Last Updated: 9/28/16
Broad-Shouldered Water Striders
Creeping Water Bugs
Giant Water Bugs
Toad and Shore Bugs
There are "bugs" which include insects, arachnids, centipedes, millipedes, and sometimes other small animals, and then, there are "true bugs." These are the real bugs! And, unlike most aquatic insects who only live in water from eggs to pupae and then leave as adults, many true bugs live aquatic lives even as mature adults.
Hemiptera include the common water striders, water boatmen, backswimmers, water scorpions, and water bugs. All of these stay around the pond as adults as well, eating small animals, insects, and fish. I find water boatmen to be cute. On the other hand, their mouths are made to pierce and suck which does not sound too pleasing. True bugs are good swimmers and clingers and prefer to eat insects. Some species follow.
There are, of course, also non-aquatic true bugs. Here are some photos of one example. These are milkweed bugs
that I found on my milkweed on 9/18/16:
Milkweed Bugs - note the shed exoskeletons hanging on the bottom left
Milkweed Bugs - at the upper left are also oleander aphids.
Backswimmers are similar to water boatmen but they swim on their backs.and only grow to about 0.5 inches. They store air under their bodies. North America has about 20 species. Look but do not touch them; their bite is painful. One genera is Notonectdae. Backswimmers eat insects by piercing them with their sharp proboscis and sucking out their insides. Also called water bees, they can kill small fish and tadpoles as well. The common backswimmer is Notonecta undulata.
On 5/21/10, Betsy sent these photos of a worm for identification. It may be a horsehair worm.
There are two backswimmers in the photo.
Pond worm and backswimmers
The broad-shouldered water striders include the genuses Microvelia and Rhagovelia (which has hairy tufts on its legs for paddles). The 20 or so North American species catch small creatures on the surface and grow up to 0.5 inches.
Creeping water bugs also carry air, under their wings. These 0.3 inch bugs have strong legs and move through the water slowly, unlike water boatmen and backswimmers who just fly!
The largest true bugs of all are the giant water bugs, growing up to 3 inches. Their poisonous bite can kill small fish, tadpoles, and insects easily. Of the 24 species, some species practice male brood care where the male carries the eggs along his back even though they weigh a lot. One species, Lethocerus americanus grows to about 2 inches and likes to eat insects, tadpoles, fish, and salamanders. If the adults or nymphs are picked up, they pretend to be dead but can stab you with their beaks.
Cheryle from Alberta, Canada sent this photo for identification on 10/6/10. It is a giant water
Giant water bug
A giant water bug photo courtesy of Kelly and "The Black River Action Team." She sent insect photos on 6/20/12. Thanks!
Drawings of a larval and an adult giant water bug can be seen at this water bug site.
The marsh treader or water measurer is a slender, stick-like stalker that hides among thick plants. They spear prey with a beak and suck out the body fluids. There are six species known in North America. Hydrometra martini is a species that grows to about 0.5 inches.
One species of pygmy backswimmer, Plea striola, lives in North America. It grows to 0.1 inches and swims between patches of plants eating small crustaceans. It looks a little like a flea.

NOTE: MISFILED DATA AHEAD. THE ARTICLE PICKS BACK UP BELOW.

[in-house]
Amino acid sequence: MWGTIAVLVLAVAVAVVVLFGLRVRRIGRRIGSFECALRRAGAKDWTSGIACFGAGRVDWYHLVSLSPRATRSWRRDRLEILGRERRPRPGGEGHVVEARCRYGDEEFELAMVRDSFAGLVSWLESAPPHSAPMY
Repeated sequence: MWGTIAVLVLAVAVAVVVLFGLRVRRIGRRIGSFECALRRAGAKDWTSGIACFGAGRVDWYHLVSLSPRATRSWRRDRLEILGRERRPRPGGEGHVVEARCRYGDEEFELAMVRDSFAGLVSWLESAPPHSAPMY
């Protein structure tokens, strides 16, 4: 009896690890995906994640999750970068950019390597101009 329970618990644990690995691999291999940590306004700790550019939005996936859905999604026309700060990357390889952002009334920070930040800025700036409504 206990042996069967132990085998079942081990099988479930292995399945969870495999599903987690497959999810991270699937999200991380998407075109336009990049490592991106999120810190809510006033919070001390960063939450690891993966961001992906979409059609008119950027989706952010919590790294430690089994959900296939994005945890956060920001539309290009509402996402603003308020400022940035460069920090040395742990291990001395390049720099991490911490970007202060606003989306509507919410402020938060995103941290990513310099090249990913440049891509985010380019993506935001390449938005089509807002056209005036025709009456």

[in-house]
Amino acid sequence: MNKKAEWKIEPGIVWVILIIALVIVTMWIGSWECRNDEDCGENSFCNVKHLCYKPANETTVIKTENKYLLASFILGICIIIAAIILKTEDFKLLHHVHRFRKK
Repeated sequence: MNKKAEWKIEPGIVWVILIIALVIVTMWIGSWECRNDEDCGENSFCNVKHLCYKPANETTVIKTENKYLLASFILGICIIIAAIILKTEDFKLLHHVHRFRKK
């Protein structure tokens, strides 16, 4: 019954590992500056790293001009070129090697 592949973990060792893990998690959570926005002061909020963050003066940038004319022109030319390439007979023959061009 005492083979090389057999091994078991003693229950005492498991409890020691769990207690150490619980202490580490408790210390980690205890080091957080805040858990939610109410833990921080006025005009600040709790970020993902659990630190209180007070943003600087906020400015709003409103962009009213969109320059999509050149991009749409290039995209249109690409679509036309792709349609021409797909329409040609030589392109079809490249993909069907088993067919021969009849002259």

Water boatmen are common. They are often seen swimming in the water column in ponds and swimming pools. Water boatmen look like a submerged canoe with two men paddling. They may have a pocket of air around their 0.25 to 1 inch bodies. They eat algae, detritus, and other stuff off of the bottom. Their weak proboscis sucks up the food. Of the 115 or so species, two common genera are Arctocorixa and Corixa or Corixidae.
Drawings of a larval and an adult water boatman can be seen at this water bug site.
Water scorpions are nasty looking insects. Hiding underwater with a snorkel or breathing tube (formed from their rear legs), they seize passing prey with strong legs and kill it. Since they grow up to 2.5 inches, finding one of these skinny, stick-like insects with large pincher legs often sends ponders into a panic. Yes, all 12 North American species do eat small fish; however, these ambush predators consume mostly insects.
Drawings of a larval and an adult water scorpion can be seen at this water bug site.
Ordinary water striders catch prey on the surface. They are also called water skaters, pond skaters, or Jesus bugs (since they walk on water). Growing up to an inch, the 30 or so species often congregate on the surface of ponds where they zip around the surface. They eat insects stuck on the surface but mine seem to hunt newborn fry also. Water striders court by sending water ripples to each other. Gerris marginatus is one species which grows to about 0.8 inches. The common water strider is Gerris remigis and grows to a little over half an inch.
This water strider was hanging out in the 153 gallon pond on 3/30/13 when I cleaned it out.
Water strider waiting in a kiddie pool.
Water strider in my 153 gallon pond on 4/12/15.
Drawings of a larval and an adult water strider can be seen at this water bug site.
Also see an article called "Water Striders do the locomotion by 'sculling,' scientists discover" for an interesting article on water striders.
Three species of water treaders live in North America. An example is Mesovelia mulsanti which grows to 0.5 inches. They are green and live concealed on the surface and eat small animals.
Finally, there are 0.3 inch toad and shore bugs who live near water and tend to go for dead bugs.
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